Global Policy Forum

Liberia’s U-Turn on


By Matthew Tostevin

January 15, 2001

Liberia's announcement that it would not in future support Sierra Leone's rebels had regional diplomats and politicians reaching for large pinches of salt on Monday. If it was true, they said it might convince the RUF rebels they cannot continue fighting and must negotiate seriously to end one of Africa's most brutal wars, also slowing the spread of a conflict that has been gaining regional momentum.

On the other hand, it might be just a way of avoiding the threat of U.N. sanctions and another promise to be broken, like so many on all sides in both Sierra Leone's nearly one decade of war and Liberian President Charles Taylor's own road to power. "It would be nice. It would be helpful," said one senior Western diplomat in West Africa. "I think there's a lot of pressure on him, but really we just have to wait and see. It's not the first time these kinds of promises have been made and it wouldn't be the first time they were broken."

Although Liberia has only ever admitted links to, and not support for the Revolutionary United Front, the Foreign Ministry said at the weekend Liberia would not in future back the RUF rebels and called on them to lay down their weapons. The apparent U-turn followed accusations in a U.N. report last month that Liberia was helping sell RUF diamonds in exchange for guns, prolonging a war marked by horrific atrocities against civilians.

Pressure has been building from both Britain and the United States for sanctions against Liberia — possibly an embargo on Liberian diamond exports, an air ban and further restrictions on arms sales.

"We have to take President Taylor by what he says, we take him by his word and will wait and see," Sierra Leone President Ahmad Tejan Kabbah's spokesman Septimus Kai Kai told Reuters.

"If you go by what the U.N. report says about Liberian support for the rebels, then if that support stops, it could go a long way to cutting off arms for the rebels and ending this terrible war."

One sign of how serious Liberia is could be the fate of notoriously hard-line rebel commander Sam Bockarie, alias "General Mosquito," who the Foreign Ministry said would no longer be welcome in Liberia — like other RUF personnel.

Whether he was still in Monrovia on Monday was unclear, but last week he said he was leaving anyway to "go home and be with my people where I can be more useful to their cause."

Perhaps more ominously he spoke of resolving the leadership crisis within the RUF, which has recently been more conciliatory after signing a new truce in November to try to patch up a 1999 peace deal that collapsed in fighting last May.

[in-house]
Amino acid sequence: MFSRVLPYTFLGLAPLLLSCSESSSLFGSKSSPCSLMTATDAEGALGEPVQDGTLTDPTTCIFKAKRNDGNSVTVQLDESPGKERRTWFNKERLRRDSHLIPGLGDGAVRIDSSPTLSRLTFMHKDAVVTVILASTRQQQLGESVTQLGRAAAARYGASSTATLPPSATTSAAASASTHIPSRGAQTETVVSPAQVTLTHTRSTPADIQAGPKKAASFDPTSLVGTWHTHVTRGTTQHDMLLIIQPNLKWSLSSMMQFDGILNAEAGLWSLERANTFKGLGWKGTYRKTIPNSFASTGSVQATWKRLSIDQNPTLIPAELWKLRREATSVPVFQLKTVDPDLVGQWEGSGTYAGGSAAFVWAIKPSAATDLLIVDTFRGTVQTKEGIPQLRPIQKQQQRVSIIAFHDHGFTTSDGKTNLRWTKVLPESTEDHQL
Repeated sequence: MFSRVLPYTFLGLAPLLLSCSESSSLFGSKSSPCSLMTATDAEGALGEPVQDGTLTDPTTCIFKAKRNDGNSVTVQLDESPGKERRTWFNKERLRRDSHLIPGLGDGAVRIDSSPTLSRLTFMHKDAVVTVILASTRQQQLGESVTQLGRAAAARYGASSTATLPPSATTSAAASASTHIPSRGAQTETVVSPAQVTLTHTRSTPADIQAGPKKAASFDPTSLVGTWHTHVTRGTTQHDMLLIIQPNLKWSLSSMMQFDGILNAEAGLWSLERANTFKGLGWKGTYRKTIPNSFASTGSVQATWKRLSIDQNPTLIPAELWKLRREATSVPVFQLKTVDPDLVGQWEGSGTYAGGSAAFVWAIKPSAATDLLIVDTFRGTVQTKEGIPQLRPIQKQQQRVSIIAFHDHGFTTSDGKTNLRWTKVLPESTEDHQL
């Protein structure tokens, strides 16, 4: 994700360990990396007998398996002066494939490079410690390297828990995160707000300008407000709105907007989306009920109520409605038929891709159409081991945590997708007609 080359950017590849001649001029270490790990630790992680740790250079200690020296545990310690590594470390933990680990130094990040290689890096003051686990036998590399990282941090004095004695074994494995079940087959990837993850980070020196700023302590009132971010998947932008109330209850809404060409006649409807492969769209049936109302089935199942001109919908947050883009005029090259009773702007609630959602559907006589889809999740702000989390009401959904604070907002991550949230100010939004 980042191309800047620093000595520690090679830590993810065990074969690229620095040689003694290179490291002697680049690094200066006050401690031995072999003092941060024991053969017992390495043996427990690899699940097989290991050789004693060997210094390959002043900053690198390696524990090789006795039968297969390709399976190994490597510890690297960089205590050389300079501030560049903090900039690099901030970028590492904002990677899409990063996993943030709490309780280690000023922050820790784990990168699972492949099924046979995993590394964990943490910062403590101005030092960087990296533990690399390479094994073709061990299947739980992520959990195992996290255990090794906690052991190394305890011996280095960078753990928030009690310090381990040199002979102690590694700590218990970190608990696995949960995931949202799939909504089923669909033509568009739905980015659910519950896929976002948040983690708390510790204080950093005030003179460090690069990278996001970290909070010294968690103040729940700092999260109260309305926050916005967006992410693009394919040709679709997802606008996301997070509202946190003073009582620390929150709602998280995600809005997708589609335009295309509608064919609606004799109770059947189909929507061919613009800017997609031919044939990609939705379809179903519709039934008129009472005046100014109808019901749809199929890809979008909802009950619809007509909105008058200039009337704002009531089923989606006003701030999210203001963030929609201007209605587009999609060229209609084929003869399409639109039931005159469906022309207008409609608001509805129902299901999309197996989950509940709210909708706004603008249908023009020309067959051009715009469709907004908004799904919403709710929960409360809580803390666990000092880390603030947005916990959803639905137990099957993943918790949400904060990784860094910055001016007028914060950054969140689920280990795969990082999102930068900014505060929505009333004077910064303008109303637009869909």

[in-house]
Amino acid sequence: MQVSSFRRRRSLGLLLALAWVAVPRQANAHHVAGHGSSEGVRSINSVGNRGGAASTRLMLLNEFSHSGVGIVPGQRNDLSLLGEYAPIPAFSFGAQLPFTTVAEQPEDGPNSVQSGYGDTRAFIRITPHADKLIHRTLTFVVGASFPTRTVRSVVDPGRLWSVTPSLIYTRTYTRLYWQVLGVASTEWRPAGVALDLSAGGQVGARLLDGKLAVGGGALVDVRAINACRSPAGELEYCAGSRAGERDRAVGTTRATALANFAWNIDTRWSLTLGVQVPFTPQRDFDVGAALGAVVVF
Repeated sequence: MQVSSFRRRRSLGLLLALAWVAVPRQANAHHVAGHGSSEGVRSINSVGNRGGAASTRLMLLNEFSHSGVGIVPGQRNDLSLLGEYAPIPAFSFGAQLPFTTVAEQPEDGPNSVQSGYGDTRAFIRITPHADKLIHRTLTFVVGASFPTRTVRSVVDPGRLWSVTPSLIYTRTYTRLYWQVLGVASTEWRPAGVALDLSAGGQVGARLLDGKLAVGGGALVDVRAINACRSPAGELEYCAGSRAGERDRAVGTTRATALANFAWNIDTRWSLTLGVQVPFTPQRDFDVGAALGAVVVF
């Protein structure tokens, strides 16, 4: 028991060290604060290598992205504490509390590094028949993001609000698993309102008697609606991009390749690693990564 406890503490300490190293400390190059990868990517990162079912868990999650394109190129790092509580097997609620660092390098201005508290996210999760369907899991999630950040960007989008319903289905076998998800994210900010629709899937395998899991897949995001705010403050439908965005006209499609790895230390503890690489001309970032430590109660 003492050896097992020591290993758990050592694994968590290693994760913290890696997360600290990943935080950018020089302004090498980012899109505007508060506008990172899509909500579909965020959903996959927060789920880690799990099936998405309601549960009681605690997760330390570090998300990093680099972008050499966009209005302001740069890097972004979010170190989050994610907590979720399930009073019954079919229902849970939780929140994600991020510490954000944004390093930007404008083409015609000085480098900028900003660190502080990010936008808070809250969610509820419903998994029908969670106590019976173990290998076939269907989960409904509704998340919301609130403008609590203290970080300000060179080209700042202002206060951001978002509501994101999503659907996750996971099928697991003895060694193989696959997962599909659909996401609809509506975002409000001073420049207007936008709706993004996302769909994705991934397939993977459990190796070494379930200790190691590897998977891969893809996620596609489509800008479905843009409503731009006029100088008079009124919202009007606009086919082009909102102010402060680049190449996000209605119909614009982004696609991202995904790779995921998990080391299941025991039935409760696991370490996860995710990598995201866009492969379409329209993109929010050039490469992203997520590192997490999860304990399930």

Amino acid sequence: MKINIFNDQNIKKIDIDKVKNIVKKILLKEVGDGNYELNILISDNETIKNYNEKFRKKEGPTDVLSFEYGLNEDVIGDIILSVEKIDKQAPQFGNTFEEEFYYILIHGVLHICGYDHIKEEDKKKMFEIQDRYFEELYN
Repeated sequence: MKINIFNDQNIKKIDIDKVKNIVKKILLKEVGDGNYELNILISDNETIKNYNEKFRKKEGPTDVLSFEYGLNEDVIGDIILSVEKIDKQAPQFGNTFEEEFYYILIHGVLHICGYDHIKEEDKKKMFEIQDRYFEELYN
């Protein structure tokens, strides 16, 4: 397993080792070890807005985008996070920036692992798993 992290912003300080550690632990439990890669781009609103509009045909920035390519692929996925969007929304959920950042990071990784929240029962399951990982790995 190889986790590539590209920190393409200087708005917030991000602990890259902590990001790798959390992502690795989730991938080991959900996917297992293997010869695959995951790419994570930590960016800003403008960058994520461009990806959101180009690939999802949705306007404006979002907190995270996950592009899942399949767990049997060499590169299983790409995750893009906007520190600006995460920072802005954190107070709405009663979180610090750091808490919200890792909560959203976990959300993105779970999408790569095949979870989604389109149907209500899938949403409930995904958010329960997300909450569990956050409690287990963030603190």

Rebel leader Foday Sankoh is in jail in Freetown awaiting trial for alleged atrocities. He began his war in 1991 from territory held by Taylor — himself then a rebel leader.

The world's biggest U.N. peacekeeping force is deployed to Sierra Leone, where it has a lot at stake after embarrassment last year when rebels took hundreds of peacekeepers hostage.

Britain also has hundreds of troops in its former colony to train the army and help build confidence in the United Nations.

"It is hard to believe that after over 10 years, Liberia is just going to say goodbye to the RUF. I think pressure for sanctions will continue until it was clear that was the case," said a diplomat from one country which favors sanctions.

In addition to the sanctions threat, Liberia faces growing security problems with an insurgency near its northern border.

What was once known as the "Triangle of Death," a remote forest area at the junction of Liberia, Sierra Leone and Guinea, is steadily expanding into a polygon of uncertain dimensions.

Although Liberia and the RUF have been accused by Guinea of spreading the war there, regional security sources say it was also clear that Liberian dissidents with the help of Sierra Leone's allies had been preparing an attack on Liberia.

Hundreds of people have been killed in Guinea and Liberia since September and tens of thousands of refugees forced to flee their camps. Liberian Defense Minister Daniel Chea warned at the weekend that Liberia expected new attacks from Guinea.

A West African intervention force of 1,600 has been approved to patrol the border area, but few believe it would be able to cut off all the winding smugglers' trails or watch the old hunters' camps where dissidents can lay up in the rainforest.

Liberia's relations with its politically turbulent eastern neighbor Ivory Coast are also strained after new Ivorian President Laurent Gbagbo accused former military ruler Robert Guei of recruiting Liberian mercenaries. A Liberian was among 31 people held over a failed coup attempt in Abidjan this month.

"The interrelationship between the countries in this region is very close and relative peace in Sierra Leone, if the RUF stops fighting, would mean relative peace in Liberia and might lead to some positive things for everyone in the region," said Kai Kai.

More Information on Sierra Leone and Liberia


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